Tuesday, August 13, 2013

A day at Cooperstown: Shops, rookies, and The Hall

So today I was in Cooperstown. It was my fourth time going to the Hall of Fame, and quite frankly, it never gets old for me.

The first time I went, I was 9 years old, and I was juuuuuust learning who these people were. Like, I knew Yogi, I knew Babe, I knew DiMaggio, and I knew the obvious ones like Mays, Banks, Robinson and Clemente. I loved the museum, and I got a program at the gift shop, one celebrating recent inductees Sandberg and Boggs, and a drinking glass with the entire transcript of the Who's on First routine printed on its side.

Two years later, in 2007, I went back, with different relatives, and more experience. At this point, I was a full on mega-collector, getting cards wherever I could, and now I knew more of the bigger players. It also helped that two gigantic names (Ripken and Gwynn) were being inducted that year. I took more advantage of the card shops, and spent some time looking for cards of Thome, Thomas, and all the players I knew from 2005, in new uniforms.

2009, the blog was already underway, and I was a seasoned collector. I knew exactly what I was doing with everything, and I knew all of the big players I'd be looking up at, even to the point of campaigning for eventual enshrinees like Jim Rice and Rickey Henderson. Now I was in it for the history, scrutinizing the exhibits, and really enjoying all the cool stuff at the hall. This year I hit up more card shops than ever, and spent a lot on dollar cards of stars.

I waited four years to get back, and it felt good to be back in Cooperstown.

As for the museum, nothing's really changed. With the exception of computerizing the leader charts, and remodeling the room reserved for perfect games and no-hitters, it's the same museum, with the same plaques, and the same exhibits. And it still continues to make me smile. It always will. It's a whole museum devoted to my pastime.

This year I did indeed hit up some card shops, and while I didn't get any BIG MOJO HITZ, I still managed to nab some nice, cheap, cards.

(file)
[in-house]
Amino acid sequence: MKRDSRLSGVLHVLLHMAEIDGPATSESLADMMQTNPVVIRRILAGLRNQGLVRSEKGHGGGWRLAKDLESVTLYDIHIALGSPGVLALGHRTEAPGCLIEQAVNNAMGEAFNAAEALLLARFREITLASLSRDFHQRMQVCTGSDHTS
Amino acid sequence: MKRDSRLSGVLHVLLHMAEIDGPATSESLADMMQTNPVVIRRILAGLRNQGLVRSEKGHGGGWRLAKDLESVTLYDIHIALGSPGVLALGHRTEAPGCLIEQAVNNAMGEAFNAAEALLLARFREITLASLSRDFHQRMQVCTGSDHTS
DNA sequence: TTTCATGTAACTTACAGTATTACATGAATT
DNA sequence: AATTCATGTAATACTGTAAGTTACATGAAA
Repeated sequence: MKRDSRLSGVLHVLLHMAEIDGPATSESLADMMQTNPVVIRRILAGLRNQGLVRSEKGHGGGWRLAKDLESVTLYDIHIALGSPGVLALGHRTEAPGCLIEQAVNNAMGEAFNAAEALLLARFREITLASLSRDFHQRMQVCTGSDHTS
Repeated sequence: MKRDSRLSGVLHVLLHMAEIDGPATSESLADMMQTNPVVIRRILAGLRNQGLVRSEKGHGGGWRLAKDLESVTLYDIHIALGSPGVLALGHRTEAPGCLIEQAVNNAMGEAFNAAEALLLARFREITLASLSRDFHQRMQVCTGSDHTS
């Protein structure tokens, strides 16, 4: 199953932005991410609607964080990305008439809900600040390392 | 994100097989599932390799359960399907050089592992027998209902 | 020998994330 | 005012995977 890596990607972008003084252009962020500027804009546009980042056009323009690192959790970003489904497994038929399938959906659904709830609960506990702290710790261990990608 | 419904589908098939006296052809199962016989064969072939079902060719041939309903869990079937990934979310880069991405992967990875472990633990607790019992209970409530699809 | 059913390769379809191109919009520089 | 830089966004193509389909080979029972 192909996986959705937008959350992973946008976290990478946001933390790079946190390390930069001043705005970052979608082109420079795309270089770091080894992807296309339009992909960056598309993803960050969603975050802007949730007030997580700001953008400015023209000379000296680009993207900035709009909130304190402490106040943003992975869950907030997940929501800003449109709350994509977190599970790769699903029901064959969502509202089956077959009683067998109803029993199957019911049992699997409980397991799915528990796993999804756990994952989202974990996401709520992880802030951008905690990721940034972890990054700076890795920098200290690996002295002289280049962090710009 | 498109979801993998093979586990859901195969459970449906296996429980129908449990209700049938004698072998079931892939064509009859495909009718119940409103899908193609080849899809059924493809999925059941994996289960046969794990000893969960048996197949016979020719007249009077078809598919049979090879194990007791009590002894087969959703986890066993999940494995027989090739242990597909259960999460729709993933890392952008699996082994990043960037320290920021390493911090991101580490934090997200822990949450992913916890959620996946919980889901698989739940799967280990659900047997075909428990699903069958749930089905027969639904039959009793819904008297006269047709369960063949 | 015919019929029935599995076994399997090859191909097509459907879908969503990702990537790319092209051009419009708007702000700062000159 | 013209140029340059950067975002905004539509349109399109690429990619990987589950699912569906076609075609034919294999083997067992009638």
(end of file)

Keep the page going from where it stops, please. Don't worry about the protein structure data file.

Diamond Kings (there were a few):
2003: Barry Zito
2004- Tom Glavine, Rickie Weeks rookie.
2005- Jose Reyes, Jeff Bagwell, Carl Crawford.

90's/00's Topps.
1993 Traded: Wade Boggs (one I'd been looking for for a while.)
1995- John Smoltz
1998- Roberto Alomar, "Bob" Abreu, Jim Thome
1999- Trevor Hoffman, Craig Biggio, Randy Johnson, Jim Thome,
2000- Tom Glavine
2001- Tony Gwynn (another one I'd been looking for), Barry Larkin, Carlos Beltran.
2003- Adam Dunn.
2004 Traded -Curt Schilling (another nice one to have. year of the bloody sock!)

Sets I was looking for:
2004 Fleer Patchworks Torii Hunter
2004 Fleer Classic Clippings Carlos Delgado.

2000 Fleer Tradition Update: Rickey Henderson (a Mariner Rickey!)
2005 Bowman Heritage Chien-Ming Wang. Always nice to get a Wang.
1986 Topps Traded Phil Niekro on the Indians.

And now, the four semi-awesome rookies that I got at Cooperstown.

4. 2006 Topps Traded JERED WEAVER rookie. I rate this lower because it may not be the bonafide actual rookie, but it's still nice to have.
3. 2004 Diamond Kings DAN HAREN. Again, not the most pricy rookie, and you can do better, but it's still a nice rookie of a great player, even in Diamond King form.
2. 2000 Topps Traded BRANDON PHILLIPS. This one was the priciest of the four ($6), and right now, it's the player that's doing the best in the standings. Plus, it's kinda weird to see the current Red in Expos garb. Still, it's a great rookie to have. Still, for the #1, I have to go with...
1. 2000 Topps Traded JUAN PIERRE! This is my best find of the day not because it's the best player, but because it's my favorite of the four. The impact of Juan Pierre is undeniable, and he was brilliant for my Phillies last year. I felt like I needed his rookie, regardless of his Hall chances. Besides, it was $2.50.

So overall, my trip to Cooperstown was a success, with cards and a great day had by all.

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